Reply
  4. ape

    If I remember correctly, WP sacked Yaw because he was keeping silent throughout the whole episode. WP made it very clear that the decision was because he was silent even to the CEC.

    Also, I’m not so certain if PAP will win back Bt Batok SMC taking into consideration of by-election effect.

    Reply
  5. SG Hunter

    Move on. These MPs should know that they are dispensable by the ruling elite. Like tissue paper, they will find their way to the untouchables of society.

    Reply
  6. J L

    I would like to comment on this para you wrote:

    “If you were to ask me, it would have been better to let MPs like Yaw, Palmer and Ong run for election again and let the voters themselves decide if they can accept a MP who is morally flawed, but who is doing a very good job running and representing the respective constituency.”

    Personally, I think it’s a dangerous and slippery slope if we value “competence” more than “character” when it comes to leadership. In my humble opinion, both are equally important, and if I have to choose, character trumps competence. Running a country well shouldn’t be purely measured in terms of GDP growth or policy effectiveness. There is a burden of leadership that comes in the form of difficult decisions and role-modelling the right behaviours to the constituents.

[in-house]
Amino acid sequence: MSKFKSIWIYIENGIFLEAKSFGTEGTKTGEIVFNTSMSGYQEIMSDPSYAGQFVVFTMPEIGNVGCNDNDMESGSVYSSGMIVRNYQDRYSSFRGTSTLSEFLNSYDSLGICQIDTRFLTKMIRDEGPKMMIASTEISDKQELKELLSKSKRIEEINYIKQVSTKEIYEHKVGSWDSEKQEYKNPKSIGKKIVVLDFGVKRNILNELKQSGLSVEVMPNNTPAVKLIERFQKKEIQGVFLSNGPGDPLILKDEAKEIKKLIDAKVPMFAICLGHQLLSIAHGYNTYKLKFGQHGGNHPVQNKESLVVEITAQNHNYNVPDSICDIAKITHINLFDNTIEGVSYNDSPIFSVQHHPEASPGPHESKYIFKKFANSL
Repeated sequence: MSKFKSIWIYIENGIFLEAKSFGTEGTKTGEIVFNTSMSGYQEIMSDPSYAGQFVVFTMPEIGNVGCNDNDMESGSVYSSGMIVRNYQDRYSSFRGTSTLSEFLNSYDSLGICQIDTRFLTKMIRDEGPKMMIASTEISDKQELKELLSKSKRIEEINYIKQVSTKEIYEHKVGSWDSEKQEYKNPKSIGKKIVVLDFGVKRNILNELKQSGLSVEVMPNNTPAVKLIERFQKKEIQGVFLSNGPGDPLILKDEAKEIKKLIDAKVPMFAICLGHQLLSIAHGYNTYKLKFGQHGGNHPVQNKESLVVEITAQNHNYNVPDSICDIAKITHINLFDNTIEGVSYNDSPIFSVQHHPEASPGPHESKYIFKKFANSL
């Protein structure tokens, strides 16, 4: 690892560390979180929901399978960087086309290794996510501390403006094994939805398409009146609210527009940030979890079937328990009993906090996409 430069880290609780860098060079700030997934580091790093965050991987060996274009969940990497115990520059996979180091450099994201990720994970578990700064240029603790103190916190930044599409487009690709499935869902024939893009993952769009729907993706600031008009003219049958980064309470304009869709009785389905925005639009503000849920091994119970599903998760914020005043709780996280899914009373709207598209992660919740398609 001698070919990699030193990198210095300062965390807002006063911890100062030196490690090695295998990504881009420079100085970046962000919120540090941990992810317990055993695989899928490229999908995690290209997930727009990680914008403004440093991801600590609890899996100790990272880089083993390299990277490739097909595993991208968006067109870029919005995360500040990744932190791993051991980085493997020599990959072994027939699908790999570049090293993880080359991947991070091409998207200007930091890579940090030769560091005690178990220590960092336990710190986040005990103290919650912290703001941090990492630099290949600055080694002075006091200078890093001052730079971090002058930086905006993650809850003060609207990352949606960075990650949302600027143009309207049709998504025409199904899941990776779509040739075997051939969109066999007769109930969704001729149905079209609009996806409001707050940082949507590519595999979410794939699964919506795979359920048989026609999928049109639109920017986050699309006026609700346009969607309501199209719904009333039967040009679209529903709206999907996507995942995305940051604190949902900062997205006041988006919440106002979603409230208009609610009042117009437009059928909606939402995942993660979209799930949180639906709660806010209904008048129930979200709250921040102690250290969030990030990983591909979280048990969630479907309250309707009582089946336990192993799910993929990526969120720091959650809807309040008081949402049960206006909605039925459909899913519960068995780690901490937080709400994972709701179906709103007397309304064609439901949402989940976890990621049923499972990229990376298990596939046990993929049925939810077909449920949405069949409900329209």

Being a president that has helped generated more wealth for a country (e.g. the Clinton administration) may only be a short-term way to assess his effectiveness. The longer term impact may be that all men in the nation now believe that, as long as I can be a successful commercially, my character does not matter. Family units, which form the foundation of society, will break down faster (as we clearly see now in US). Divorce rates climb, more kids grow up without good father figures, crime rate goes up, morality becomes so gray that what’s clearly wrong (and unacceptable 100 years ago) is now accepted as norms – all on ground that, as long as I do my day job well, my character does not matter.

    I like what Prof Kishore Mabuhbani said some months ago in a Saturday article – that it’s time for Singapore to shift away from value (creation) to values.

    Yes, what happened to the SG MPs may seem harsh, and I personally do not like the way that the other parties have been shamed publicly. However, I do support the position that these diligent but fallen men should vacate their leadership role.

    There is a price for leadership – and that’s not just the time and energy spent in office. Many times, the ultimate price is paid when no one is watching.

    Reply

Trackbacks/Pingbacks